Hampton on Sea pier. From the Wikipedia, photo by Linda Spashett
The North Kent coast has its own lost-in-the-sea village, I learned some days ago.
It began as part of what is now known as the Hampton area of Herne Bay, and grew from a tiny fishing hamlet in 1864, expanded through the oyster trade and was developed as a resort from 1879.
It was then abandoned as a result of coastal erosion and flooding problems (there are powerful tidal currents in the area) in 1916, and the land on which the settlement stood was largely lost by 1921 – what now remains is the stub of the original pier, a pub, the Hampton Inn, and Hampton-on-Sea’s ruined coastal defences, which are visible at low tide.
And then the story becomes a little unusual. For its case was taken up by eccentric resident Edmund Reid, who had previously been the Metropolitan Police head of CID who handled the Jack the Ripper case.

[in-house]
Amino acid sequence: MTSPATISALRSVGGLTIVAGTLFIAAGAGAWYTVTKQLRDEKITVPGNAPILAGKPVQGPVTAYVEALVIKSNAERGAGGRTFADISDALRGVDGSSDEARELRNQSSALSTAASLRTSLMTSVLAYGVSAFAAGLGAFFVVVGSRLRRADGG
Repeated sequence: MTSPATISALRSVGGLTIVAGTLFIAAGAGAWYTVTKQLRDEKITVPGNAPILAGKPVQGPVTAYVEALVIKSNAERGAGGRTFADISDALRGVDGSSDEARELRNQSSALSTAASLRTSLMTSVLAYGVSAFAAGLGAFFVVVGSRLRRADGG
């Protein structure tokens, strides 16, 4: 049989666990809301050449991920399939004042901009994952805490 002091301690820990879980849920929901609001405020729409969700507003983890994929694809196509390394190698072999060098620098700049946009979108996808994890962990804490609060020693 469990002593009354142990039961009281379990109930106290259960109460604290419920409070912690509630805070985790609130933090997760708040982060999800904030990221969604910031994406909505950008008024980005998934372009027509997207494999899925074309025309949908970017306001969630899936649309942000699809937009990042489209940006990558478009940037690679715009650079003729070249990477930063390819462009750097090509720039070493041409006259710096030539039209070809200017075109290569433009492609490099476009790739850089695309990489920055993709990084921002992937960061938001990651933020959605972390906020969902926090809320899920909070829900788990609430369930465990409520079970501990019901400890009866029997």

Reid lived at number 4, Eddington Gardens, and named it Reid’s Ranch, and painted castellations and cannon on its side. Inside the house were a parrot and many photographs of his London cases, while in his garden he set up a wooden kiosk that he named the Hampton-on-Sea Hotel, where he sold soft drinks and postcards featuring himself and the disappearing sights Hampton-on-Sea.
By 1915 he was the last remaining resident, and finally abandoned his house in 1916, moved to Herne Bay, married in 1917 and died aged 71 later the same year.